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Egypt economic woes take sheen off the Eid

(AP) / 25 October 2012

CAIRO — Tamer Shamy’s butcher shop is all set for Eid Al Adha holidays — colourful blinking lights have been festooned around hanging slabs of meat, Egyptian pop music is blaring and a cluster of chairs and benches have been placed out front. The only thing missing is the customers.

Egyptians are feeling the squeeze from nearly 20 months of political turmoil that have gutted the nation’s economy.

“People are under a lot of pressure,” Shamy said. “They have many expenses and not enough income to celebrate the holiday the way they used to.”

Families traditionally mark the occasion by eating sumptuous meals, lavishing their children with gifts and distributing meat to the poor. But standing outside his butcher shop in the working-class Cairo neighbuorhood of Sayyeda Zeinab, Shamy said Egypt’s economic woes have forced his customers to cut back on the celebrations.

“I’m selling a lot less meat this year,” he said, noting that he bought only 250 sheep and 15 cows to slaughter for this year’s holiday compared to nearly 750 animals a year ago.

Mohammed Hassan, a butcher at another shop nearby, pointed to a woman leaving his store carrying a black plastic bag filled with lamb meat.

“She can only afford to buy five kilogrammes,” Hassan said. “Only the rich can afford to sacrifice a whole sheep or a cow. We are all supposed to do this sacrifice, but many of us cannot.”

A kilogramme of lamb meat is selling for about $5.75 ($2.60 a pound), putting the prospect of buying a whole sheep — weighing in at 50 kilograms (110 pounds) or more — well out of reach for many in Egypt, where the African Development Bank estimates nearly 40 per cent of the country’s 85 million people lives on less than $2 a day.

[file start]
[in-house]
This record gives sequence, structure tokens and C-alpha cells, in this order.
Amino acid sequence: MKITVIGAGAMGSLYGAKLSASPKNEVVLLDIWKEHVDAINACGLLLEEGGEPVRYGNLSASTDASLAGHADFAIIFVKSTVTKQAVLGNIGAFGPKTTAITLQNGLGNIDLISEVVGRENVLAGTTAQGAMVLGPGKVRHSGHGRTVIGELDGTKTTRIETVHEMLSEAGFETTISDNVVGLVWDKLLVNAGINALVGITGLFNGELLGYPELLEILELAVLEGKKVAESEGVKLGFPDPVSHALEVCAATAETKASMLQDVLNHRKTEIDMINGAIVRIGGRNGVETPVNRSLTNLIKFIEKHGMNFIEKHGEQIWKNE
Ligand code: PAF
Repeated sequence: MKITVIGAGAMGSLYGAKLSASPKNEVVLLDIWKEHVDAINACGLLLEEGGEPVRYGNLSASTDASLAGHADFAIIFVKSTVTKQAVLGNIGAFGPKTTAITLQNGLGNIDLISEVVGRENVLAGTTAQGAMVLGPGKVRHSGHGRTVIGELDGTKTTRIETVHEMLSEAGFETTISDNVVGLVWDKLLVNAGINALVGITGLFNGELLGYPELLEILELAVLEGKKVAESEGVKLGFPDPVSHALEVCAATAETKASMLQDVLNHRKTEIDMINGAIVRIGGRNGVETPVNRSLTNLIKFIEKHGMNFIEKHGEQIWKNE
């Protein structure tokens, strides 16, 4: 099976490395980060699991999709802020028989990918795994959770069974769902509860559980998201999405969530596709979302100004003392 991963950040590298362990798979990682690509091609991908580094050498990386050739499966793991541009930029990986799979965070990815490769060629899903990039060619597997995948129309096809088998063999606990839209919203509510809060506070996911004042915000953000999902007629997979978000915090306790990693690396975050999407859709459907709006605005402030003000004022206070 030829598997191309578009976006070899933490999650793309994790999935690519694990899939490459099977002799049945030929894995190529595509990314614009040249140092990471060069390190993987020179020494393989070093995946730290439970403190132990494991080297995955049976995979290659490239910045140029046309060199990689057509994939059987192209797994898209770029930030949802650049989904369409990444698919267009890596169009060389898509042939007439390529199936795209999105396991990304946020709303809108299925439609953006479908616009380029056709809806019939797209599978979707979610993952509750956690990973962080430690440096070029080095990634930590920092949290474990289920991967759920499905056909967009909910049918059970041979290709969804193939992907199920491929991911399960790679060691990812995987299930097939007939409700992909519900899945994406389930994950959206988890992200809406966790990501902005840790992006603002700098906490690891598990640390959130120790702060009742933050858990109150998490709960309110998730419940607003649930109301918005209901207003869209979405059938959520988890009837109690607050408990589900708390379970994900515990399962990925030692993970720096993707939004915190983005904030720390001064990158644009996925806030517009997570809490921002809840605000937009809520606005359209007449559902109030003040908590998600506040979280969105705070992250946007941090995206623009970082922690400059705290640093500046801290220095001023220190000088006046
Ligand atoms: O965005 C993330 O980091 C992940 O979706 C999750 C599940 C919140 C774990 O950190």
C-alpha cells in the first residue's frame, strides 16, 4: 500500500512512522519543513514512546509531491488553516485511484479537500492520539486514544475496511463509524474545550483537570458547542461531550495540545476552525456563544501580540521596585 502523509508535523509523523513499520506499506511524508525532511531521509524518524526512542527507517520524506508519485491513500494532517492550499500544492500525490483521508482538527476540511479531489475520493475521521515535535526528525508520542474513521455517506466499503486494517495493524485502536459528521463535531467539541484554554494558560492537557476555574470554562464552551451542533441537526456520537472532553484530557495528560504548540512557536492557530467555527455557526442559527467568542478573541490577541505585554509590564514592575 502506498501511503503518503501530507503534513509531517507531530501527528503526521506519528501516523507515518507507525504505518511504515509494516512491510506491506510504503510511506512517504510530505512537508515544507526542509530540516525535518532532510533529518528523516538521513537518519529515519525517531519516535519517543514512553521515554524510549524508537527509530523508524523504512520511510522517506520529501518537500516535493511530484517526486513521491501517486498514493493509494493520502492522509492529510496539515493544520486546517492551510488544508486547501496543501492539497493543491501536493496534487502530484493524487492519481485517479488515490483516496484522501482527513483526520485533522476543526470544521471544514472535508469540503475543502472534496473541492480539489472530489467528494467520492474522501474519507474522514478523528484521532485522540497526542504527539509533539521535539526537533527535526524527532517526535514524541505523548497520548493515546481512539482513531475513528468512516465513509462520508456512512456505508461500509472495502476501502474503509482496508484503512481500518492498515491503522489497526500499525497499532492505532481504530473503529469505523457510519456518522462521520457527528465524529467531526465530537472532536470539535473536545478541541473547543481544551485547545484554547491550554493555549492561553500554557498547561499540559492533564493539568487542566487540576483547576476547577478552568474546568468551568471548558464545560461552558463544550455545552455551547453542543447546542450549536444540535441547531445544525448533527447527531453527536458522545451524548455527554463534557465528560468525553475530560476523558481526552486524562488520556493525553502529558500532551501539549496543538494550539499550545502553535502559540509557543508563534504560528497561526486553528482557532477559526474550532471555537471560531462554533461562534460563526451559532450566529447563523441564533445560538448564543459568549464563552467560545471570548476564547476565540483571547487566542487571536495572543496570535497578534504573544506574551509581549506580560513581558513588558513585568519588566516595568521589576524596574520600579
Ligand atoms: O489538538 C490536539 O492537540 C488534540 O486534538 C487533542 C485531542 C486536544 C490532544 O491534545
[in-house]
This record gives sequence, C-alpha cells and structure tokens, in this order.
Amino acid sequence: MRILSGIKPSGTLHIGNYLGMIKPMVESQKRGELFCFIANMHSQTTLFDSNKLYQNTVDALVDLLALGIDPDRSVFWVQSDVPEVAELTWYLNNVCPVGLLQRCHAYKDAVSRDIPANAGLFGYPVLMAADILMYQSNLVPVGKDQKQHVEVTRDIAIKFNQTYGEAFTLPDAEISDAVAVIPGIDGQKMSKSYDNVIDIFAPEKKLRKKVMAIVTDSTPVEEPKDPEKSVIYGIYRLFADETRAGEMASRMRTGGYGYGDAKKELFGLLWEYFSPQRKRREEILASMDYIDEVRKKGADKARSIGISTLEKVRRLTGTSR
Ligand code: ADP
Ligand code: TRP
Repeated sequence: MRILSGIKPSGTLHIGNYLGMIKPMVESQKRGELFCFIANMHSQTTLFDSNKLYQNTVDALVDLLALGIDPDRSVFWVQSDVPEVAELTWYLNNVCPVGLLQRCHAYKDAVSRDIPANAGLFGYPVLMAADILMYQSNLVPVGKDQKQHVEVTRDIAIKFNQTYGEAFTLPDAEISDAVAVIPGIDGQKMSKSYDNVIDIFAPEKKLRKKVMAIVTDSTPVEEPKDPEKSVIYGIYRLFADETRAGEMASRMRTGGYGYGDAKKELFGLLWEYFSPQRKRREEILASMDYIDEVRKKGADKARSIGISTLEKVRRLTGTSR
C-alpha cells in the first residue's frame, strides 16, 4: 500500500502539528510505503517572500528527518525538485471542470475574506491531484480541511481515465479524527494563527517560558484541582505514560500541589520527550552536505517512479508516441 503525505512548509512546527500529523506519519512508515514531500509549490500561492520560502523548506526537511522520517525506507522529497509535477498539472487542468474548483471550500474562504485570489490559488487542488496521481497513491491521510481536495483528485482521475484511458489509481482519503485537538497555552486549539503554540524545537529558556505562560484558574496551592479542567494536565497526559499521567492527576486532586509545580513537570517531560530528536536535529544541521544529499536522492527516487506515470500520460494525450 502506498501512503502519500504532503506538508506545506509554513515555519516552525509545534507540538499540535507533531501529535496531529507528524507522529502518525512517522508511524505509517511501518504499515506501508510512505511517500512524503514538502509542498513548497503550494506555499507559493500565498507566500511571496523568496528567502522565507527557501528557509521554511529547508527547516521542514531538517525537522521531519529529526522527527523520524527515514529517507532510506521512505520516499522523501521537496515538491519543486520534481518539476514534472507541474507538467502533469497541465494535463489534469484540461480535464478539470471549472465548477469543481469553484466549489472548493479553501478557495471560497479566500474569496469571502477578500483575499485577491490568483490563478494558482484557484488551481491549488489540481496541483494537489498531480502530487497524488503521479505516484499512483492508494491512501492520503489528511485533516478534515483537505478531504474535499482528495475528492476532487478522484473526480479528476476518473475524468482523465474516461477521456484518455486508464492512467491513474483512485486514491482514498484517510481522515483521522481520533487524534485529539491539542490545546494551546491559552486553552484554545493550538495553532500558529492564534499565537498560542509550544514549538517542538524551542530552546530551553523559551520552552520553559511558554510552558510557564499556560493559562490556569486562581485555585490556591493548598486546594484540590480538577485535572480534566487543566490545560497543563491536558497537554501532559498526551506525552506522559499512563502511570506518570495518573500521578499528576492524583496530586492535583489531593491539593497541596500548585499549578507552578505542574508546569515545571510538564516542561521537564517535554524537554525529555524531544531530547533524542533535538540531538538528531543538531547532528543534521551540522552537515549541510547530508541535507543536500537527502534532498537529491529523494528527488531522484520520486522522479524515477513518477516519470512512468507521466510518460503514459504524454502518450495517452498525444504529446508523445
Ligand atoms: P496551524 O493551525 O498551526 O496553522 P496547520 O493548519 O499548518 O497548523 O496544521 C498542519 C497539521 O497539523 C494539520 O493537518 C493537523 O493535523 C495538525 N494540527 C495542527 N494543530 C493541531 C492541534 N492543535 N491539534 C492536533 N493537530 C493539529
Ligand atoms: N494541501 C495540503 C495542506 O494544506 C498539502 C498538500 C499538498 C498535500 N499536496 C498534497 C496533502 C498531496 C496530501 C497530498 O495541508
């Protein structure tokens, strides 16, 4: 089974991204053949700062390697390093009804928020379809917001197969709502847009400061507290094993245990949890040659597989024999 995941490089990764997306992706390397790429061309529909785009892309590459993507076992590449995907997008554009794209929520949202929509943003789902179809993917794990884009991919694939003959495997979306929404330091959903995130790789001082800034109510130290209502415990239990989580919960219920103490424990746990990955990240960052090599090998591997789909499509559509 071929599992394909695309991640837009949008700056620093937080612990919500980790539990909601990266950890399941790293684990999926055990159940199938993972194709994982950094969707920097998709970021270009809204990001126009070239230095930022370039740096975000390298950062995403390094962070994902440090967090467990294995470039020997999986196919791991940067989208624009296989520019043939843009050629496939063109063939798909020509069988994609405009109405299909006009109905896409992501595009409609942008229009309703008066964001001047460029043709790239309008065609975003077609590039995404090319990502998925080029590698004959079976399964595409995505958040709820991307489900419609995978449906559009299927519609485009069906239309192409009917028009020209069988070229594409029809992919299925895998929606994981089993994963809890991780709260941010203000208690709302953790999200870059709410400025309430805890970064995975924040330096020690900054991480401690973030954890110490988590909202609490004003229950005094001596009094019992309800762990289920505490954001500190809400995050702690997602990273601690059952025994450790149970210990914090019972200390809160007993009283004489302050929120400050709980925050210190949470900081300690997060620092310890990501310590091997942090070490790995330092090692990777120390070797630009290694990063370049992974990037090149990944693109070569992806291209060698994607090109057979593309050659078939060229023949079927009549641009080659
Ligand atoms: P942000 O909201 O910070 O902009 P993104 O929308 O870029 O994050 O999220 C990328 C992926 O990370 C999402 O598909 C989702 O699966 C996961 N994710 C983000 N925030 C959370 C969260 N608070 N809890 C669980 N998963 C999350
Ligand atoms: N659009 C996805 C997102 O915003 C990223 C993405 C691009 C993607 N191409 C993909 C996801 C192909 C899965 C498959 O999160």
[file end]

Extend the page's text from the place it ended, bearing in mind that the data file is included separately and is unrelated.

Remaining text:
The economic hardships of many Egyptians have only been compounded by the uprising that toppled longtime autocrat Hosni Mubarak in February 2011 and the political turmoil that followed it.

The country’s budget deficit has ballooned, the already high unemployment rate has stretched to more than 12 per cent, and tourism — a key source of revenue — and foreign investment have dried up. The government is still negotiating with the International Monetary Fund for a badly need $4.8 billion loan to help bolster its finances.

American University in Cairo professor Samer Atallah says that, although it is difficult to measure the economic impact of the political upheaval, there is no doubt that Egypt’s ongoing transition has ratcheted up the financial pressure on the vast majority of Egyptians.

“There’s obviously a lot of uncertainty and it affects any consumer to a great extent,” said Atallah, noting that even before the 2011 revolution, “the supply of affordable goods was already limited for a large majority of Egyptian households.”

Eid overlaps with the start of the Haj pilgrimage, which is set to begin on Thursday.

Saudi authorities say around 3.4 million pilgrims — some 1.7 million of them from abroad — have arrived in the holy cities of Makkah and Madinah for this year’s Haj. Even for those not making the pilgrimage, Eid Al Adha provides a welcome chance to reflect and spend time with family and friends.

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